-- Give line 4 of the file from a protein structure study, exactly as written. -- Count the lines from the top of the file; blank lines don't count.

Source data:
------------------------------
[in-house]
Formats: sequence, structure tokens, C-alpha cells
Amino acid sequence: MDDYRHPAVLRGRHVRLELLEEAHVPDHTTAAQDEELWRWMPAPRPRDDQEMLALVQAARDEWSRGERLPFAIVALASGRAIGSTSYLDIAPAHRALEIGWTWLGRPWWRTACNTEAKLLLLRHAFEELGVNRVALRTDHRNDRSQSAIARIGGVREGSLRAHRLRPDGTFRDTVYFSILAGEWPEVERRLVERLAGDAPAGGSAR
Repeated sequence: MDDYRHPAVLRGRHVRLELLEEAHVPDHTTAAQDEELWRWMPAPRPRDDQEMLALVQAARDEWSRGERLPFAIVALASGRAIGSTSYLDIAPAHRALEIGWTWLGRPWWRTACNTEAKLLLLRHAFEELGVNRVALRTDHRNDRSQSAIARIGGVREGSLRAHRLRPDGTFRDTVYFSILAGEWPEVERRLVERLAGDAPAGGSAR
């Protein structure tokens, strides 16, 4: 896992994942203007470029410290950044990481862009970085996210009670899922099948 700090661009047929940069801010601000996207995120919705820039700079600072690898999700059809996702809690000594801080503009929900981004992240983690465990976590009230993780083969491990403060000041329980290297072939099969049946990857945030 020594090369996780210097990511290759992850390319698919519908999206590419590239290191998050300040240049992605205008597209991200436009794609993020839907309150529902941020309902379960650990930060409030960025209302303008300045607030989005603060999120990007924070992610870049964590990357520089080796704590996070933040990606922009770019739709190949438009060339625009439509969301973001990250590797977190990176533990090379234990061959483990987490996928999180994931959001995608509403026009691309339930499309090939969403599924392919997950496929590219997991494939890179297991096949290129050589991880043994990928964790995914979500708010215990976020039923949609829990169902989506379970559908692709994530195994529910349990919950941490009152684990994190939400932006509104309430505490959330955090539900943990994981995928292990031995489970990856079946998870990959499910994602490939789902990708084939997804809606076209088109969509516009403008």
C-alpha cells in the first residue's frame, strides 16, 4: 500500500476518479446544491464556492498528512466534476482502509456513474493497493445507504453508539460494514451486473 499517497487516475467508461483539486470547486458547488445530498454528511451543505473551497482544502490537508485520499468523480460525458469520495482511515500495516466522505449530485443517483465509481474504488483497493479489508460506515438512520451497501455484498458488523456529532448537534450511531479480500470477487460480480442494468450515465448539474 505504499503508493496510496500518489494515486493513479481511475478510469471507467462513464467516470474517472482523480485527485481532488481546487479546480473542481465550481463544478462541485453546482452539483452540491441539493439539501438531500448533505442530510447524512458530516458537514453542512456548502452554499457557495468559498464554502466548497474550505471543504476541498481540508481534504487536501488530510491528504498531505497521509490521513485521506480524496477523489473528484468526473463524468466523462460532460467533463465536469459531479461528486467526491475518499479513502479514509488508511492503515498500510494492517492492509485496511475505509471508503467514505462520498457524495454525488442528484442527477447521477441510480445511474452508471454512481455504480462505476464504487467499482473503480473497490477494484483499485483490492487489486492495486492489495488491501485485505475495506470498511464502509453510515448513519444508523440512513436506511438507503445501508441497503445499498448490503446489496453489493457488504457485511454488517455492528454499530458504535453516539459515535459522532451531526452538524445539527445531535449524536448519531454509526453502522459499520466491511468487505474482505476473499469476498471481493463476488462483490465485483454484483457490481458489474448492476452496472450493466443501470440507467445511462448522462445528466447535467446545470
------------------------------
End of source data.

Repeated sequence: MDDYRHPAVLRGRHVRLELLEEAHVPDHTTAAQDEELWRWMPAPRPRDDQEMLALVQAARDEWSRGERLPFAIVALASGRAIGSTSYLDIAPAHRALEIGWTWLGRPWWRTACNTEAKLLLLRHAFEELGVNRVALRTDHRNDRSQSAIARIGGVREGSLRAHRLRPDGTFRDTVYFSILAGEWPEVERRLVERLAGDAPAGGSAR